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FTSE 100 distributor excels at buying companies and making them better
Thursday 02 Mar 2017 Author: Daniel Coatsworth

The return of Bunzl (BNZL) to more normal valuation levels is reason to take another look at one of the FTSE 100’s best dividend growth stories.

It could benefit from Donald Trump’s plans to boost the US economy as North America accounts for 60% of its sales. The ongoing recovery in the oil and gas sector is also helpful. It provides safety equipment to the space.

BNZL - Comparison Line Chart (Rebased to first)


Shares in the distribution business soared last summer as investors flocked to own companies with big overseas earnings which would enjoy a translation boost when reported in sterling. The benefits were apparent in full year results reported earlier this week (27 Feb) with Bunzl estimating a 10% boost from currency conversion.

In and out of favour

Bunzl is often considered to be a ‘bond proxy’ which is a term to describe defensive companies that have safe, predictable returns and fairly limited share price movements year in, year out.

Bond proxies become less desirable when there are expectations for higher interest rates. The stock market expects more significant returns from equities at this point in the cycle, making bond proxies and their limited likelihood of large share price gains less appealing.

Bunzl’s shares fell nearly 20% in late 2016 as investor appetite for bond proxies waned. They’ve now started to recover as investors return to quality businesses in the face of uncertain global economic conditions.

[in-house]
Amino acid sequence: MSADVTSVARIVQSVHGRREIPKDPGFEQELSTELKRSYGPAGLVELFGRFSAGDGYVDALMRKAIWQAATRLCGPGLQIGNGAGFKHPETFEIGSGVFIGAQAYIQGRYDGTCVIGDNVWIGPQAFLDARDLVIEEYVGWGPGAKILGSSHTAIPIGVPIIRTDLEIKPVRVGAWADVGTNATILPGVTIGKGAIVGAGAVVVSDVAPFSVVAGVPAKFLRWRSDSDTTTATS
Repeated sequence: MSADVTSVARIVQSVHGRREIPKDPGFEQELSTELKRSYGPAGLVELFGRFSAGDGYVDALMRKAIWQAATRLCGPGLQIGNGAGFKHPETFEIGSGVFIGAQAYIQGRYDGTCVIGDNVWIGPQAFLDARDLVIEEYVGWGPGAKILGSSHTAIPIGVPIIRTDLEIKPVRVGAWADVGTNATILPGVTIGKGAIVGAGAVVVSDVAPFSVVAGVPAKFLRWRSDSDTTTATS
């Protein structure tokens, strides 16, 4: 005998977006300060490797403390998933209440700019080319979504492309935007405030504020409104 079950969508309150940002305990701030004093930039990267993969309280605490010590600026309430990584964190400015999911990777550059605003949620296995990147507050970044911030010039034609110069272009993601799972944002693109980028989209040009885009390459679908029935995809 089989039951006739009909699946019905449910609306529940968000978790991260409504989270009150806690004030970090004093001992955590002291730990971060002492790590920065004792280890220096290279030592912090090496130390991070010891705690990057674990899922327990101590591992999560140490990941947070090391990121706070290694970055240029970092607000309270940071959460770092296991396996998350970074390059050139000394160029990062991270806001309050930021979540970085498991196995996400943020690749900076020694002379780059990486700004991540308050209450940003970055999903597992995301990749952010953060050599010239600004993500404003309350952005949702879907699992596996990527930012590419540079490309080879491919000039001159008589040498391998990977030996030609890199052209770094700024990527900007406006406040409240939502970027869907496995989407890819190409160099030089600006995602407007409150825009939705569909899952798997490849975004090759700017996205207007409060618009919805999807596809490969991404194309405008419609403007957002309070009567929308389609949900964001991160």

We think it is unfair to classify Bunzl as a bond proxy. Its share price has doubled in the past four years which doesn’t conform to the normal pattern of a pedestrian, defensive stock. The company calls itself ‘GDP-plus’, meaning its earnings should grow in excess of GDP in the countries in which it operates.

What does Bunzl do?

Bunzl is quite simple to understand. It supplies things that companies need in order to do business; but not items they would sell to their customers. For example, it supplies disposable coffee cups to cafes and food wrap to supermarkets.

It buys companies and makes them better, leading to increased profitability and cash flow. The latter helps to fund higher dividends each year and funds more acquisitions. Bunzl calls this a ‘compounding strategy’.

It has paid out £1bn in dividends since 2004 and spent £2.4bn on acquisitions – all self-funded. Acquisitions drive its earnings.

Organic revenue growth was next to nothing in 2016, partially as a result of losing a big customer. However, pre-tax profit – assuming no change in exchange rates – grew by 6% which is a better indicator of Bunzl’s typical performance. (DC)


Bunzl (BNZL) £22.39

Stop loss: £15.50

Market value: £7.5bn


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